A meeting was held in Clarksdale last week to discuss the future of the community after a local company closed its doors and left 76 workers without jobs. The Clarksdale Press Register article provides a good summary of the meeting and the various perspectives of the public officials and community leaders. Opinions ranged from looking on the bright side for what we had to blaming the media. Pete Johnson, former co-chair of the Delta Regional Authority had this observation:
“For us to sit here and think we are not on the road to extinction we are kidding ourselves,” said Johnson after discussing the dramatic population declines in Clarksdale and other rural cities. “We are looking at a 40 year trend in rural America and it seems nothing is going to change that trend. Why do we sit here and think we can hope for an automobile plant or hope for these other things. Hope isn’t going to feed this gentleman’s family that just got laid off.”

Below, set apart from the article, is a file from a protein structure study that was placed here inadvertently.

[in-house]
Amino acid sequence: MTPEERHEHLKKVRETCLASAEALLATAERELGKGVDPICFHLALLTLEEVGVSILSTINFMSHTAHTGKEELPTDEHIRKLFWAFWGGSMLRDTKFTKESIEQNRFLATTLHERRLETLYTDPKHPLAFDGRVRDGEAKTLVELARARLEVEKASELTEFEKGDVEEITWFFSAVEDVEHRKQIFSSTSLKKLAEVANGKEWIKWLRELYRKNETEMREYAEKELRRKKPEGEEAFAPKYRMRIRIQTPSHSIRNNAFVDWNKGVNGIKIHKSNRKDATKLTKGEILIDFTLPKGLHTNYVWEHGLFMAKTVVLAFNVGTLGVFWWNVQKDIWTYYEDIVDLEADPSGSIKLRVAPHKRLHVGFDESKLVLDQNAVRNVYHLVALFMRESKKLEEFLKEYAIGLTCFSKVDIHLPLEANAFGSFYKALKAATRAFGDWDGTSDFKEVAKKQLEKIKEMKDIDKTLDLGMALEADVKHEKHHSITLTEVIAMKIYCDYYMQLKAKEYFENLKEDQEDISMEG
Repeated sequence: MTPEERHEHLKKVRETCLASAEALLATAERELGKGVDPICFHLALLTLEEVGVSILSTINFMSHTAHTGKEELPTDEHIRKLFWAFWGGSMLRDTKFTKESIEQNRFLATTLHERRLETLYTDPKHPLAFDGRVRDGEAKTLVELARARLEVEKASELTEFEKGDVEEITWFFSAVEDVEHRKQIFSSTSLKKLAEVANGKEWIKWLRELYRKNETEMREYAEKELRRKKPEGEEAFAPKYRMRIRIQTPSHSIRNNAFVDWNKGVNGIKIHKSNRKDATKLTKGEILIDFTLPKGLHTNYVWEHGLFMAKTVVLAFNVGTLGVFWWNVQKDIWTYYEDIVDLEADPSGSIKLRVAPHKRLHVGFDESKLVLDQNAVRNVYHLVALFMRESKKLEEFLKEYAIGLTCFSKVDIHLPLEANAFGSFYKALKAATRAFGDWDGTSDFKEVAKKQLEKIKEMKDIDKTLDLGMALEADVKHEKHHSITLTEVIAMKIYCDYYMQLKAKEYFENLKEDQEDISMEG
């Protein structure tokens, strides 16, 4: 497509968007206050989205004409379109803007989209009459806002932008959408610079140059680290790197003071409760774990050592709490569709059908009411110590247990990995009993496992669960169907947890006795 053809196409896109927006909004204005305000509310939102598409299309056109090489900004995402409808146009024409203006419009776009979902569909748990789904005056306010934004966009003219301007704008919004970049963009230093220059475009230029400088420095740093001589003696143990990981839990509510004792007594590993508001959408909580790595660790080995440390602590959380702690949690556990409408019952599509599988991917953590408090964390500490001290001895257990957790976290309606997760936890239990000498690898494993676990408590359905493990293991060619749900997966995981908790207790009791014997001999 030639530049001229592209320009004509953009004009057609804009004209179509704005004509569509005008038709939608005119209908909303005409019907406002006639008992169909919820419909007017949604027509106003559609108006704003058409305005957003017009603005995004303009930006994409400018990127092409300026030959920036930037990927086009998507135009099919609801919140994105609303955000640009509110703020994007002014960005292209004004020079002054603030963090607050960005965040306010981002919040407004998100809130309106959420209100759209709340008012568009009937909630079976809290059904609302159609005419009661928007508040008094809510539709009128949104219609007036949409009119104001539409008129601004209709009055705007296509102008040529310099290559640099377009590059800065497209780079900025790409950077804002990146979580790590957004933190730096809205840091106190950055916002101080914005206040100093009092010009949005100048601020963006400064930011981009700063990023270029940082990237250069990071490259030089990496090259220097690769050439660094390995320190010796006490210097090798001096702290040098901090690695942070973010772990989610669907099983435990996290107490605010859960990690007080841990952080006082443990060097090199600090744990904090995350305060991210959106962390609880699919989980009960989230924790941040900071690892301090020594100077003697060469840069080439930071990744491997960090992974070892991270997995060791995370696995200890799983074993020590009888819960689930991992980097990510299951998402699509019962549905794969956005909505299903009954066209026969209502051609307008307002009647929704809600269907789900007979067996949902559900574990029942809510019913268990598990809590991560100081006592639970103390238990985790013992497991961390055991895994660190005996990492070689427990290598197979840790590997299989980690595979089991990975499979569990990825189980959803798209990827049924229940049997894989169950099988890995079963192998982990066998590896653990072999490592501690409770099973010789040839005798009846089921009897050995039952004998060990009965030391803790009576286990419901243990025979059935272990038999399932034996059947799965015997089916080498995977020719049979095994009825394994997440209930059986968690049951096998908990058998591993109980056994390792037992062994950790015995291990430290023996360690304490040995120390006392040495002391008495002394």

The data support Johnson’s comments. Eleven counties in the Magnolia state touch the Mississippi River; nine of them lost population between 2000 and 2008, Tunica and DeSoto being the exceptions. During that same period 39 counties lost population. Three of those are on the Gulf Coast and lost population due to Hurricane Camille. The population of Mississippi, like that of most states, tends to be clustered in a few counties. In Mississippi’s case, 42.5% of the population live in the 10 most populous counties.
Understanding this data is one of the keys for rural Mississippi’s economic development strategies.